The evolution of the digital landscape has created a number of consequences for the legal professional both in and outside the tech sector. The primary change in my view is the volume of communications, speed, and expectations which are a direct function of the increasing speed at which tech businesses in particular are expected to operate.
As a result, there is exponentially more data in multiple forms and channels which impact the work of legal professionals. In my view, this is at its core an information management problem. This manifests itself in multiple ways, including how in-house counsel manages requests for legal assistance to serve their clients. Do they use matter management systems, how do they capture and create knowledge bases to understand what advice was given in the past to reduce duplicate efforts and determine if changes are necessary. The number of channels of information has increased as well. It’s not just email, which is a poor organization tool to inherently use, but internal messaging systems, groups, and increasingly more online/customer interface applications. In addition, the growth of social media focused on employee communications creates an additional dimension without the traditional control mechanisms legal professionals are accustomed to using.
Counsels are also increasingly aware of business and legal risks that need to be managed, once identified. Often these functions have a significant legal component but the data and drivers of these projects live in other disciplines and systems including risk management, finance, and internal audit.
At the same time, the growth in data creates new opportunities. The digitization of data creates meta-data. This gives us the opportunity to better analyze and deliver our services, manage and forecast growth, and even to compare performance against other market standards. In general, law is not practiced on an outcomes basis because there was little structured data in the past to analyze the legal approach against the outcomes. Law has been much more experiential, judgmental and craftful. Ultimately, law will develop much like medicine so that treatments are based on real data and outcomes. Even the risks can be quantified as new data sets grow, and perhaps if we also collaborate more to create the reference data that we need.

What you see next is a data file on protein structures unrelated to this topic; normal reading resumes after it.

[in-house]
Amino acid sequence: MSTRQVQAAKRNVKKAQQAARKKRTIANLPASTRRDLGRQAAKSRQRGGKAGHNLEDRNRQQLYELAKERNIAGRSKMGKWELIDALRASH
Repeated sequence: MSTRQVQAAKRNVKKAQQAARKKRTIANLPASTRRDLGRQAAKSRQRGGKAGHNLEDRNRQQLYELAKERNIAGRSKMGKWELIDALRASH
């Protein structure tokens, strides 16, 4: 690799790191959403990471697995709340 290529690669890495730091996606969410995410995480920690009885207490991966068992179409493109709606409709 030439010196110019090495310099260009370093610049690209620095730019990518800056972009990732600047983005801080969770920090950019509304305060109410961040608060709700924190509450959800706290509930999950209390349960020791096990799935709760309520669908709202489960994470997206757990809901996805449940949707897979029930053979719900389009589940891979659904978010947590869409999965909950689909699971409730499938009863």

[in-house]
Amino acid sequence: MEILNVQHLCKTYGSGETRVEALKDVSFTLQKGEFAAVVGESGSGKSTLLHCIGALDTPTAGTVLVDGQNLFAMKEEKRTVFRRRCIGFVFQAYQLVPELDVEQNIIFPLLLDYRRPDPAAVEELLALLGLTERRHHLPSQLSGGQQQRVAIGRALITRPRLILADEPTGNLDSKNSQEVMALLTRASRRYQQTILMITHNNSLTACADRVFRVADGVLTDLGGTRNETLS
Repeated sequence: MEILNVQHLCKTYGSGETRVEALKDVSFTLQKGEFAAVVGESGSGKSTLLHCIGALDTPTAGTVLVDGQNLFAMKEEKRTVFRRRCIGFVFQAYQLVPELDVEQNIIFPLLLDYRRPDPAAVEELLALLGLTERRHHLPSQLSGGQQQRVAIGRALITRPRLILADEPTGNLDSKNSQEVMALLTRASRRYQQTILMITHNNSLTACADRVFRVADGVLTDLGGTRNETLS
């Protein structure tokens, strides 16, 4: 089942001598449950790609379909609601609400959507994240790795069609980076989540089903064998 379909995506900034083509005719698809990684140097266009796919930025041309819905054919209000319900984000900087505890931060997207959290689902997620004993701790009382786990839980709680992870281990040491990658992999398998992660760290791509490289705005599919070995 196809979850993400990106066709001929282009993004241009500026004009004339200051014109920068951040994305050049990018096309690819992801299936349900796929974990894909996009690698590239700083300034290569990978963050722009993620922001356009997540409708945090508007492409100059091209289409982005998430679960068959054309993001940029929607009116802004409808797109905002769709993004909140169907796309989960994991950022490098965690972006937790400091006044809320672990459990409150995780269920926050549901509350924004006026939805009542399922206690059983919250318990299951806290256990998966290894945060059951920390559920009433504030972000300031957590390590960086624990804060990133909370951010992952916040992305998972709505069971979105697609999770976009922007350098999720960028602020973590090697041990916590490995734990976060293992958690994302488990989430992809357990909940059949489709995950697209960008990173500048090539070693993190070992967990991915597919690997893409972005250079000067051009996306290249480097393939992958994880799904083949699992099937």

The Changing Role
The dominant change in my view has been the evolution of the legal professional from legal counsel to business principal with legal expertise. Alignment with the businesses and understanding the critical path for the business is essential to provide the kind of value shareholders expect from their C-suite. It’s no longer good enough to be a great lawyer. You have to be a great business person who can contribute across multiple vectors. Perhaps this is a throwback to the days of the “general counsel” as it was originally defined. This means understanding the financial and market drivers of the business and being able to translate those into actions in the legal domain. It also means an ability to embrace more risk but in an informed and calculated manner. In addition, the scope of competence has also grown, particularly with public companies that require a whole set of skills necessary to support the expectations of directors and shareholders.